U.S. Concerned That Egypt Might Break off Autonomy Talks if Israel Makes Jerusalem Unified Capital
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U.S. Concerned That Egypt Might Break off Autonomy Talks if Israel Makes Jerusalem Unified Capital

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The Carter Administration expressed today “logical concern” that Egypt would again break off the autonomy talks if the Knesset adopts legislation incorporating into Israel’s Basic Law that unified Jerusalem is Israel’s capital.

At the same time, the Administration would not express criticism of Egypt’s harsh condemnation of Israel in the special session of the United Nations General Assembly where it supported and today voted for the resolution demanding Israel’s withdrawal from all the occupied territories, including East Jerusalem. Nor would the Administration criticize UN Secretary General Kurt Waldheim’s statement last. Friday favoring Palestinian self-determination including statehood and for the Palestine Liberation Organization to participate in negotiations for a Middle East peace.

These developments followed a leaked report that Secretary of State Edmund Muskie indicated deep concern to President Carter and his Cabinet meeting yesterday at the White House that Israeli actions on Jerusalem and West European refusal to oppose the Arab resolution in the UN against Israel jeopardized the peace talks. In addition, in a CBS television interview this morning, Muskie indicated Egypt might walk out of the autonomy talks if the Knesset adopts the “Jerusalem Bill.”

However, Sate Department spokesman John Trattner later said that while that would be “a logical concern,” he did not believe Muskie had “first-hand knowledge” that Egypt would quit the talks.

This led observers to feel that Muskie was putting pressure on the Knesset by publicly hinting blame would fall an Israel if the talks were again suspended.


Meanwhile, it was made known that seven or eight American Jewish communal leaders would lunch at the State Department with Muskie tomorrow at which time the Jerusalem issue, Trattner indicated, would be discussed. The meeting was arranged, according to a Jewish source here, as a first get-together with Muskie over a general Middle East agenda. Howard Squadron, chairman of the Conference of Presidents of Major American Jewish Organizations, will head the group at the luncheon.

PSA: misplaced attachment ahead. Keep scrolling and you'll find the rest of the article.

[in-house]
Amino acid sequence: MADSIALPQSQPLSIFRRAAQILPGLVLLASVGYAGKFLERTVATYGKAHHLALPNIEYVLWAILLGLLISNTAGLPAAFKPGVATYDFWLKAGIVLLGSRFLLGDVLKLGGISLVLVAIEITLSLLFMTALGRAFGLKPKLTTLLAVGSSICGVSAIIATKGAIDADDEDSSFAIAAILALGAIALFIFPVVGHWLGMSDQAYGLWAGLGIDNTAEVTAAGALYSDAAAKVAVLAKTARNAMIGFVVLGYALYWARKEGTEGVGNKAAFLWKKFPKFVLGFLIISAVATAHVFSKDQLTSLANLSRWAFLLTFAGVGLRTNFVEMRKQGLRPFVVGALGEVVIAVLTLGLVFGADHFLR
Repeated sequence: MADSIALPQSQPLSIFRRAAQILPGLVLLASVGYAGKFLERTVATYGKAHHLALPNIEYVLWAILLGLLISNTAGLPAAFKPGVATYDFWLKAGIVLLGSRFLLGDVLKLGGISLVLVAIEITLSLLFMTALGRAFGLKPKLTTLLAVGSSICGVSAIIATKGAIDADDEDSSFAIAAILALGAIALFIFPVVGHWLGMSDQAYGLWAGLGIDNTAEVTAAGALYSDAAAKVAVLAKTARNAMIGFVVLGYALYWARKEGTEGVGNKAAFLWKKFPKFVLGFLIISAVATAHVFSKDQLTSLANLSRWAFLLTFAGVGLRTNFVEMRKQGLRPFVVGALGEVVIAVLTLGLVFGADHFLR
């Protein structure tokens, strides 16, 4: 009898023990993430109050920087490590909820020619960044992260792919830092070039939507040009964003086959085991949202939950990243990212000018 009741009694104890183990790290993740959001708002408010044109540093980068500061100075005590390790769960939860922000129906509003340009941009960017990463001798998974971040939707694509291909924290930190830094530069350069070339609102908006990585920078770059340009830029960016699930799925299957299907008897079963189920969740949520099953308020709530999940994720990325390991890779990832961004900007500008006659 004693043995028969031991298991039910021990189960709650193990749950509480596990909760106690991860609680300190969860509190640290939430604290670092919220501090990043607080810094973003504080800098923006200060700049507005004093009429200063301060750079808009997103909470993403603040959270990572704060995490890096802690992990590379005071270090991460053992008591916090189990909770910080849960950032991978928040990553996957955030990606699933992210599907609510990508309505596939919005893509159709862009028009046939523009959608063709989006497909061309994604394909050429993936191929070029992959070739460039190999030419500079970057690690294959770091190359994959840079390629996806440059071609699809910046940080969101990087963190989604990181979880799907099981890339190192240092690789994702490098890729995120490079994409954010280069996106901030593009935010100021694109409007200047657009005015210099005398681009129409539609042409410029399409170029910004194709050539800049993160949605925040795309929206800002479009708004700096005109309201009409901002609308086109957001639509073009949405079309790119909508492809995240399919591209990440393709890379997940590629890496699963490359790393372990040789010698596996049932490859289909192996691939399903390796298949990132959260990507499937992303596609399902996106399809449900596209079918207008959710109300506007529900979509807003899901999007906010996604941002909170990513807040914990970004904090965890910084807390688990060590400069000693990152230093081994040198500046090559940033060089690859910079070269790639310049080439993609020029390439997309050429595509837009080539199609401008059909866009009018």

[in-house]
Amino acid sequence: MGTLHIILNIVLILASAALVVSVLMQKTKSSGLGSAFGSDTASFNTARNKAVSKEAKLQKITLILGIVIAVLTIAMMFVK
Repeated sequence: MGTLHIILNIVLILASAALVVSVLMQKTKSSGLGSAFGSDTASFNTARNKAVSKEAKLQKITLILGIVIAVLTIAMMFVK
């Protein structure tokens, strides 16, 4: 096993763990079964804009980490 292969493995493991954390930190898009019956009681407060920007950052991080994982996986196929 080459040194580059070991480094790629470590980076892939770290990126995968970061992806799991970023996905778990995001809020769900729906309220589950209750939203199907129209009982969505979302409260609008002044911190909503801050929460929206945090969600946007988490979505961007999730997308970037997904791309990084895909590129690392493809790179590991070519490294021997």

Replying to questions on the reported Muskie Cabinet discussion and the Knesset legislation, Trattner said that he would “not violate the confidentiality of Cabinet discussions” but that “the Secretary believes that any unilateral action which distracts from the autonomy talks, from the peace process now underway with respect to the Middle East is not helpful. He has said this a number of times and so have the rest of us.

Trattner added “that we believe the status of that city (Jerusalem) must be resolved in future negotiations. The Secretary believes this as well. We are opposed to any unilateral action seeking to change the status of Jerusalem outside the negotiation framework for those negotiations.”

When Trattner was asked whether Egypt told the United States it would pull out of the talks if the Knesset adopted the “Jerusalem Bill,” he replied “I am not aware that they have.” Pressed further on his statement about “logical fear” that Egypt might quit the talks. Trattner said. “I am not saying it is logical or illogical. It would be a logical concern, however. That is why we don’t like such unilateral action, because it tends to aggravate and irritate the peace process as it now exists.”

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